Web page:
Environment parameters, diet and genetic factors interact to shape tooth morphostructure. In the human lineage, archaic and modern hominins show differences in dental traits, including enamel thickness, but variability also exists among living populations. Several polymorphisms, in particular in the non-collagenous extracellular matrix proteins of the tooth hard tissues, like enamelin, are involved in dental structure variation and defects and may be associated with dental disorders or susceptibility to caries. To gain insights into the relationships between tooth protein polymorphisms and dental structural morphology and defects, we searched for non-synonymous polymorphisms in tooth proteins from Neanderthal and Denisova hominins. The objective was to identify archaic-specific missense variants that may explain the dental morphostructural variability between extinct and modern humans, and to explore their putative impact on present-day dental phenotypes. Thirteen non-collagenous extracellular matrix proteins specific to hard dental tissues have been selected, searched in the publicly available sequence databases of Neanderthal and Denisova individuals and compared with modern human genome data. A total of 16 non-synonymous polymorphisms were identified in 6 proteins (ameloblastin, amelotin, cementum protein 1, dentin matrix acidic phosphoprotein 1, enamelin and matrix Gla protein). Most of them are encoded by dentin and enamel genes located on chromosome 4, previously reported to show signs of archaic introgression within Africa. Among the variants shared with modern humans, two are ancestral (common with apes) and one is the derived enamelin major variant, T648I (rs7671281), associated with a thinner enamel and specific to the Homo lineage. All the others are specific to Neanderthals and Denisova, and are found at a very low frequency in modern Africans or East and South Asians, suggesting that they may be related to particular dental traits or disease susceptibility in these populations. This modern regional distribution of archaic dental polymorphisms may reflect persistence of archaic variants in some populations and may contribute in part to the geographic dental variations described in modern humans. (...)

     
 

Direct dating of Neanderthal remains from the site of Vindija Cave and implications for the Middle to Upper Paleolithic transition, di T. Devièse et alii, "Proceedings of the National Academy of Sciences - Early Edition", September 5, 2017, doi: 10.1073/pnas.1709235114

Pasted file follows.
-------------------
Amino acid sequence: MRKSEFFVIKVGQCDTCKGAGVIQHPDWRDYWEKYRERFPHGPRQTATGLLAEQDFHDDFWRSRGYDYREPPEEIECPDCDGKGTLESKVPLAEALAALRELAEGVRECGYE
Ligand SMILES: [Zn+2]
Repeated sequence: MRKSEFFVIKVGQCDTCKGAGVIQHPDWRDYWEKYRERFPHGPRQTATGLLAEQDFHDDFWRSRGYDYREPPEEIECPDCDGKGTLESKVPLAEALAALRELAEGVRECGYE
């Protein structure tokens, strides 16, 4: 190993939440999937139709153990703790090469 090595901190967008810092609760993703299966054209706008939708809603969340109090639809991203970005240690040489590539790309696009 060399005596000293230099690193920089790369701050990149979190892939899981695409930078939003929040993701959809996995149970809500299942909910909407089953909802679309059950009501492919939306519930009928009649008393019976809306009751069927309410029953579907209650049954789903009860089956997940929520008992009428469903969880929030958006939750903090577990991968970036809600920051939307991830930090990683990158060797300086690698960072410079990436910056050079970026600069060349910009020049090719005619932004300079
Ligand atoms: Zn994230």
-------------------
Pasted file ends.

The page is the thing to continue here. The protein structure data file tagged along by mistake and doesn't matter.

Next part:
Previous dating of the Vi-207 and Vi-208 Neanderthal remains from Vindija Cave (Croatia) led to the suggestion that Neanderthals survived there as recently as 28,000–29,000 B.P. Subsequent dating yielded older dates, interpreted as ages of at least ∼32,500 B.P. We have redated these same specimens using an approach based on the extraction of the amino acid hydroxyproline, using preparative high-performance liquid chromatography (Prep-HPLC). This method is more efficient in eliminating modern contamination in the bone collagen. The revised dates are older than 40,000 B.P., suggesting the Vindija Neanderthals did not live more recently than others across Europe, and probably predate the arrival of anatomically modern humans in Eastern Europe. We applied zooarchaeology by mass spectrometry (ZooMS) to find additional hominin remains. We identified one bone that is Neanderthal, based on its mitochondrial DNA, and dated it directly to 46,200 ± 1,500 B.P. We also attempted to date six early Upper Paleolithic bone points from stratigraphic units G1, Fd/d+G1 and Fd/d, Fd. One bone artifact gave a date of 29,500 ± 400 B.P., while the remainder yielded no collagen. We additionally dated animal bone samples from units G1 and G1–G3. These dates suggest a co-occurrence of early Upper Paleolithic osseous artifacts, particularly split-based points, alongside the remains of Neanderthals is a result of postdepositional mixing, rather than an association between the two groups, although more work is required to show this definitively.

     
 

Prehistoric hunter-gatherers and farmers in the Adriatic and neighboring regions, "Quaternary International", volume 450, pages 1-242 (2 September 2017). Edited by Nikola Vukosavljević and Ivor Karavanić

· Prehistoric hunter-gatherers and farmers in the Adriatic and neighboring regions, di Ivor Karavanić, Nikola Vukosavljević

· Between “vintage” and “avant-guard”, the Lower Palaeolithic settlements in Molise region (Italy), di Julie Arnaud, Marta Arzarello, Giuseppe Lembo, Brunella Muttillo, Carlo Peretto, Ettore Rufo

· Late Neandertals in Dalmatia: Site formation processes, chronology, climate change and human activity at Mujina Pećina, Croatia, di Giovanni Boschian, Katarina Gerometta, Brooks B. Ellwood, Ivor Karavanić

· Crvena Stijena revisited: The Late Mousterian assemblages, di Dušan Mihailović, Robert Whallon

· Micro-Mousterian in Northern Dalmatia, di Dario Vujević, Zlatko Perhoč, Tomislav Ivančić

· Lithic production strategies in the Middle Paleolithic of the southern Balkans, di Tamara Dogandžić, Ljiljana Đuričić

· Mousterian osseous artefacts? The case of Divje babe I, Slovenia, di Matija Turk, Adrijan Košir

· Middle to Upper Paleolithic transition in Moravia: New sites, new dates, new ideas, di Petr Škrdla

· The Assimilation Model of modern human origins in light of current genetic and genomic knowledge, di Fred H. Smith, James C.M. Ahern, Ivor Janković, Ivor Karavanić

· Lithics, landscapes & la Longue-durée – Curation & expediency as expressions of forager mobility, di G.A. Clark, C. Michael Barton

· After the cold: Epigravettian hunter-gatherers in Blazi Cave (Albania), di Thomas C. Hauck, Nadine Nolde, Rudenc Ruka, Ilir Gjipali, Johanna Dreier, Nathalie Mayer

· Lithic raw material procurement of the Late Epigravettian hunter-gatherers from Kopačina Cave (island of Brač, Dalmatia, Croatia), di Nikola Vukosavljević, Zlatko Perhoč